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Unit 12 – Understanding the Process and Experience of Dementia

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1.1. Describe a range of causes of dementia syndrome.

Dementia is an illness that impairs thinking, memory, and social skills to the point where it interferes with daily tasks. Several illnesses can lead to dementia. Memory loss is frequently a symptom of dementia, but it can also be brought on by a number of other conditions. The most prevalent early indication of dementia is memory loss. Although there are several additional causes of dementia, Alzheimer’s disease is the most prominent one in older persons.

Alzheimer’s Dementia

The brain shrinks and brain cells die as a result of Alzheimer’s disease, a neurologic degenerative illness. The most frequent cause of dementia, which is characterized by a steady deterioration in mental, behavioural, and sociability and restricts one’s ability to function independently. The sickness starts with forgetting conversations or occurrences, then advances to severe memory loss, which leaves the person unable to carry out daily tasks.

Taking medications might reduce the rate at which the disease progress temporarily. For a while, these medicines may enable persons with Alzheimer’s disease to preserve independence while maximising function. There is currently no medication for Alzheimer’s disease that can stop the illness’s progression in the brain. In extreme stages of the illness, significant loss of brain function-related problems, such as dehydration, hunger, or infections, can cause death.

Vascular Dementia

Vascular Dementia is a health condition that affects judgement, reasoning, planning and other process of thoughts, this is affected by brain damage from impaired blood flow to the brain. Vascular dementia can be developed after an episode of stroke, it blocks an artery in the brain however, this is not always caused by stroke.it can as well emanate from various conditions that damages the blood vessels and reduce the flow, it denied the brain of vital nutrients and oxygen. Stroke risk is increased by variables including high cholesterol, smoking, diabetes, and a number of others; vascular dementia risk can be prevented if these factors are under control.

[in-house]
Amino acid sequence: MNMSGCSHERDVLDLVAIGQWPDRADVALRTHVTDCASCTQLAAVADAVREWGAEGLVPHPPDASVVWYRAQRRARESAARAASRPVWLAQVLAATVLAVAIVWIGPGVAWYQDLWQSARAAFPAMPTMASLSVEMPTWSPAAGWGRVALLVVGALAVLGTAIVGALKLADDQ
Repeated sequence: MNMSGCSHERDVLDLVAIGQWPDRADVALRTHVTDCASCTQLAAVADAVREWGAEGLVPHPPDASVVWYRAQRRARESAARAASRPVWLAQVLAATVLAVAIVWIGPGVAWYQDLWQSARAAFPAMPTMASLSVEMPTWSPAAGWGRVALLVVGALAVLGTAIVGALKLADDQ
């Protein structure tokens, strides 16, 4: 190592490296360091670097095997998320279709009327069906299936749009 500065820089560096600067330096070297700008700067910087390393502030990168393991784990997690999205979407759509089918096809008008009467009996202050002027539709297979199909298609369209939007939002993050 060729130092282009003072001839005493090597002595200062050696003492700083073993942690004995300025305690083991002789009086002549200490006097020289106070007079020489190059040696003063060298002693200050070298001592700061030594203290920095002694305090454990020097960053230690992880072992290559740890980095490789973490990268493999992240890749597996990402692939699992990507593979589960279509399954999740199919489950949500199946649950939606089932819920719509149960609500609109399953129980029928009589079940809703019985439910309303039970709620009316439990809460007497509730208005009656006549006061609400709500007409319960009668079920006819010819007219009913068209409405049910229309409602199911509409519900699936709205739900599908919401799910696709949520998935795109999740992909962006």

Other answers covered in the full document

  • 1.2. Describe the types of memory impairment commonly experienced by individuals with dementia.
  • 1.3. Explain the way that individuals process information with reference to the abilities and limitations of individuals with dementia.
  • 1.4. Explain how other factors can cause changes in an individual’s condition that may not be attributable to dementia.
  • 1.5. Explain why the abilities and needs of an individual with dementia may fluctuate.
  • 2.1. Describe the impact of early diagnosis and follow up to diagnosis.
  • 2.2. Explain the importance of recording possible signs or symptoms of dementia in an individual in line with agreed ways of working.
  • 2.3. Explain the process of reporting possible signs of dementia within agreed ways of working.
  • 2.4. Describe the possible impact of receiving a diagnosis of dementia on:
    – The Individual
    – Their Family and Friends
  • 3.1. Compare a person-centred and a non-person-centred approach to dementia care.
  • 3.2. Describe a range of different techniques that can be used to meet the fluctuating abilities and needs of the individual with dementia.
  • 3.3. Describe how myths and stereotypes related to dementia may affect the individual and their carers.
  • 3.4. Describe ways in which individuals and carers can be supported to overcome their fears.

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